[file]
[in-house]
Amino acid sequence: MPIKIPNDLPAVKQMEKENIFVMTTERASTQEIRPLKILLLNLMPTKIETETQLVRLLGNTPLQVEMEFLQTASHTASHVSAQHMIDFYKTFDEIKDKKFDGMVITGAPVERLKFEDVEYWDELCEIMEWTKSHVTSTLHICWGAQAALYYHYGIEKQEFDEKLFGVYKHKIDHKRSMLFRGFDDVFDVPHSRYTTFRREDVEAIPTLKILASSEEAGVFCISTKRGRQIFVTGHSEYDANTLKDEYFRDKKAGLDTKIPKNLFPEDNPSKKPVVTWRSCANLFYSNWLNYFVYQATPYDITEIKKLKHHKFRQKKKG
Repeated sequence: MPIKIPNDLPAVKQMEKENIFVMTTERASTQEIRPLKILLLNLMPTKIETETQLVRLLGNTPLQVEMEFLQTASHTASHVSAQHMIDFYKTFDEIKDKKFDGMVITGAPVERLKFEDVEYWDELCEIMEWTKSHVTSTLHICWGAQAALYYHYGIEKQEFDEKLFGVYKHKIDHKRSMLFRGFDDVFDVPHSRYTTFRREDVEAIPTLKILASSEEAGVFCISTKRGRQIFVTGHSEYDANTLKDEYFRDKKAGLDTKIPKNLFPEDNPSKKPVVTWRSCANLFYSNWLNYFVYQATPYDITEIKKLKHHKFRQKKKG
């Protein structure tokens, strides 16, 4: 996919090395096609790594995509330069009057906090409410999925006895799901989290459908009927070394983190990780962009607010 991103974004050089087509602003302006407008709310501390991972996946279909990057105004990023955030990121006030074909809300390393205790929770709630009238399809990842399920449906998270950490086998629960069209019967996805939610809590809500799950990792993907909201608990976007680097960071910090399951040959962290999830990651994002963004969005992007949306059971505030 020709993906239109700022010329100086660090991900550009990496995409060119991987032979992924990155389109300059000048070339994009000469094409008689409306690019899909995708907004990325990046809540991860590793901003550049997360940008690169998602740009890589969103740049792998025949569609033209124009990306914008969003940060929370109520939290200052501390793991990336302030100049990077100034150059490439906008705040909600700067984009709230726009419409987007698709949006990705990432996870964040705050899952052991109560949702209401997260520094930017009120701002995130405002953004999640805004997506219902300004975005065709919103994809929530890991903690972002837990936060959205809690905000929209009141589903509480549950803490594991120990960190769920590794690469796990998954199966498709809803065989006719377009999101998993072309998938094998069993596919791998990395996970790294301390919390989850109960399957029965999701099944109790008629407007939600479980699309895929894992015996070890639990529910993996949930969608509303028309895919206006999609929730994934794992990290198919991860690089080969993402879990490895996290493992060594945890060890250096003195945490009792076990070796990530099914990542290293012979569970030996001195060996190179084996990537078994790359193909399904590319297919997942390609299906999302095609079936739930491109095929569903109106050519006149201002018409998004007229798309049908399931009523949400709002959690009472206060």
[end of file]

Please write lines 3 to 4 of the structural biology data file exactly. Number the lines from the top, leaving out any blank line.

Repeated sequence: MPIKIPNDLPAVKQMEKENIFVMTTERASTQEIRPLKILLLNLMPTKIETETQLVRLLGNTPLQVEMEFLQTASHTASHVSAQHMIDFYKTFDEIKDKKFDGMVITGAPVERLKFEDVEYWDELCEIMEWTKSHVTSTLHICWGAQAALYYHYGIEKQEFDEKLFGVYKHKIDHKRSMLFRGFDDVFDVPHSRYTTFRREDVEAIPTLKILASSEEAGVFCISTKRGRQIFVTGHSEYDANTLKDEYFRDKKAGLDTKIPKNLFPEDNPSKKPVVTWRSCANLFYSNWLNYFVYQATPYDITEIKKLKHHKFRQKKKG
């Protein structure tokens, strides 16, 4: 996919090395096609790594995509330069009057906090409410999925006895799901989290459908009927070394983190990780962009607010 991103974004050089087509602003302006407008709310501390991972996946279909990057105004990023955030990121006030074909809300390393205790929770709630009238399809990842399920449906998270950490086998629960069209019967996805939610809590809500799950990792993907909201608990976007680097960071910090399951040959962290999830990651994002963004969005992007949306059971505030 020709993906239109700022010329100086660090991900550009990496995409060119991987032979992924990155389109300059000048070339994009000469094409008689409306690019899909995708907004990325990046809540991860590793901003550049997360940008690169998602740009890589969103740049792998025949569609033209124009990306914008969003940060929370109520939290200052501390793991990336302030100049990077100034150059490439906008705040909600700067984009709230726009419409987007698709949006990705990432996870964040705050899952052991109560949702209401997260520094930017009120701002995130405002953004999640805004997506219902300004975005065709919103994809929530890991903690972002837990936060959205809690905000929209009141589903509480549950803490594991120990960190769920590794690469796990998954199966498709809803065989006719377009999101998993072309998938094998069993596919791998990395996970790294301390919390989850109960399957029965999701099944109790008629407007939600479980699309895929894992015996070890639990529910993996949930969608509303028309895919206006999609929730994934794992990290198919991860690089080969993402879990490895996290493992060594945890060890250096003195945490009792076990070796990530099914990542290293012979569970030996001195060996190179084996990537078994790359193909399904590319297919997942390609299906999302095609079936739930491109095929569903109106050519006149201002018409998004007229798309049908399931009523949400709002959690009472206060």